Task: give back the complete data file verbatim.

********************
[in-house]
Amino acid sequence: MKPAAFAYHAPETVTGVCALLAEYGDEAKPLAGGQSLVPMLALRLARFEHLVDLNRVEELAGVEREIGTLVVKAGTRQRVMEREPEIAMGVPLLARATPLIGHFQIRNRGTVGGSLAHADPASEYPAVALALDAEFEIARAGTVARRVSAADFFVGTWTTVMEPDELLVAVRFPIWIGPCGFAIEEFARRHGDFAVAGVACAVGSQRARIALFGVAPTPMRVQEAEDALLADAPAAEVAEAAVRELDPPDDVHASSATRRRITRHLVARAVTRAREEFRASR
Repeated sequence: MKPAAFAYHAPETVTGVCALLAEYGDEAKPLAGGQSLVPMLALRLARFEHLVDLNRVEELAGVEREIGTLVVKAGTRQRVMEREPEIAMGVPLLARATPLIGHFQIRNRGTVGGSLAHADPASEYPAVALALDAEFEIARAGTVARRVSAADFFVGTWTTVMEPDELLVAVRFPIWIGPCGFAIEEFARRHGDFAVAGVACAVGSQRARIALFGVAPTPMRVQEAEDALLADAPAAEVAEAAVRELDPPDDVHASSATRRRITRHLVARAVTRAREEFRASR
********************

[in-house]
Amino acid sequence: MKPAAFAYHAPETVTGVCALLAEYGDEAKPLAGGQSLVPMLALRLARFEHLVDLNRVEELAGVEREIGTLVVKAGTRQRVMEREPEIAMGVPLLARATPLIGHFQIRNRGTVGGSLAHADPASEYPAVALALDAEFEIARAGTVARRVSAADFFVGTWTTVMEPDELLVAVRFPIWIGPCGFAIEEFARRHGDFAVAGVACAVGSQRARIALFGVAPTPMRVQEAEDALLADAPAAEVAEAAVRELDPPDDVHASSATRRRITRHLVARAVTRAREEFRASR
Repeated sequence: MKPAAFAYHAPETVTGVCALLAEYGDEAKPLAGGQSLVPMLALRLARFEHLVDLNRVEELAGVEREIGTLVVKAGTRQRVMEREPEIAMGVPLLARATPLIGHFQIRNRGTVGGSLAHADPASEYPAVALALDAEFEIARAGTVARRVSAADFFVGTWTTVMEPDELLVAVRFPIWIGPCGFAIEEFARRHGDFAVAGVACAVGSQRARIALFGVAPTPMRVQEAEDALLADAPAAEVAEAAVRELDPPDDVHASSATRRRITRHLVARAVTRAREEFRASR